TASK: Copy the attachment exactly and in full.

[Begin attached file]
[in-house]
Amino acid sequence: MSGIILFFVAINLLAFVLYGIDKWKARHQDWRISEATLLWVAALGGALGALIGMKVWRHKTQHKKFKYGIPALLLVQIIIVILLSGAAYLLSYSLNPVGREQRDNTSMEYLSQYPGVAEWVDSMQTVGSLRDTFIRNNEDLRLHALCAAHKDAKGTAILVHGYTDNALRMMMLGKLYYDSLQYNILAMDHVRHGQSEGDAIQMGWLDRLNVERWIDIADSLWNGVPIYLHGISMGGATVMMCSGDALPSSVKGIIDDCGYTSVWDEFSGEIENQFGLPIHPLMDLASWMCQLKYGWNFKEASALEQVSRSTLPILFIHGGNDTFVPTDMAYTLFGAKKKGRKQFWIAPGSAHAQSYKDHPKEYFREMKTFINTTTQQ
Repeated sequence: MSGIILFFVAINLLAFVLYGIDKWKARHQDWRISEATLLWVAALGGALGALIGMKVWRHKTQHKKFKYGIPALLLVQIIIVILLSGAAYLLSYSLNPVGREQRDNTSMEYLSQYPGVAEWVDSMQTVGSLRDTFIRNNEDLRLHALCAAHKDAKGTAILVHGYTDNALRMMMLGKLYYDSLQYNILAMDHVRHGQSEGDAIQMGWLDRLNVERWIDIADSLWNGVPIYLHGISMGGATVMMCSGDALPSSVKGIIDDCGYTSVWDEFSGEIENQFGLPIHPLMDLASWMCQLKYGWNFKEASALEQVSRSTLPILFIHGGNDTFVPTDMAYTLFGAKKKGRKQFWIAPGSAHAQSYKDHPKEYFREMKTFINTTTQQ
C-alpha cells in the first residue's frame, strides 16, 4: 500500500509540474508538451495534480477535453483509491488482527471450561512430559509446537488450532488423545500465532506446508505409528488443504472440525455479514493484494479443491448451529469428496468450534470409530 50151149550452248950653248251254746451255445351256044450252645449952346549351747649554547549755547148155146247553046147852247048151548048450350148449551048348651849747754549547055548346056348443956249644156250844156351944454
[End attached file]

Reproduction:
[in-house]
Amino acid sequence: MSGIILFFVAINLLAFVLYGIDKWKARHQDWRISEATLLWVAALGGALGALIGMKVWRHKTQHKKFKYGIPALLLVQIIIVILLSGAAYLLSYSLNPVGREQRDNTSMEYLSQYPGVAEWVDSMQTVGSLRDTFIRNNEDLRLHALCAAHKDAKGTAILVHGYTDNALRMMMLGKLYYDSLQYNILAMDHVRHGQSEGDAIQMGWLDRLNVERWIDIADSLWNGVPIYLHGISMGGATVMMCSGDALPSSVKGIIDDCGYTSVWDEFSGEIENQFGLPIHPLMDLASWMCQLKYGWNFKEASALEQVSRSTLPILFIHGGNDTFVPTDMAYTLFGAKKKGRKQFWIAPGSAHAQSYKDHPKEYFREMKTFINTTTQQ
Repeated sequence: MSGIILFFVAINLLAFVLYGIDKWKARHQDWRISEATLLWVAALGGALGALIGMKVWRHKTQHKKFKYGIPALLLVQIIIVILLSGAAYLLSYSLNPVGREQRDNTSMEYLSQYPGVAEWVDSMQTVGSLRDTFIRNNEDLRLHALCAAHKDAKGTAILVHGYTDNALRMMMLGKLYYDSLQYNILAMDHVRHGQSEGDAIQMGWLDRLNVERWIDIADSLWNGVPIYLHGISMGGATVMMCSGDALPSSVKGIIDDCGYTSVWDEFSGEIENQFGLPIHPLMDLASWMCQLKYGWNFKEASALEQVSRSTLPILFIHGGNDTFVPTDMAYTLFGAKKKGRKQFWIAPGSAHAQSYKDHPKEYFREMKTFINTTTQQ
C-alpha cells in the first residue's frame, strides 16, 4: 500500500509540474508538451495534480477535453483509491488482527471450561512430559509446537488450532488423545500465532506446508505409528488443504472440525455479514493484494479443491448451529469428496468450534470409530 50151149550452248950653248251254746451255445351256044450252645449952346549351747649554547549755547148155146247553046147852247048151548048450350148449551048348651849747754549547055548346056348443956249644156250844156351944454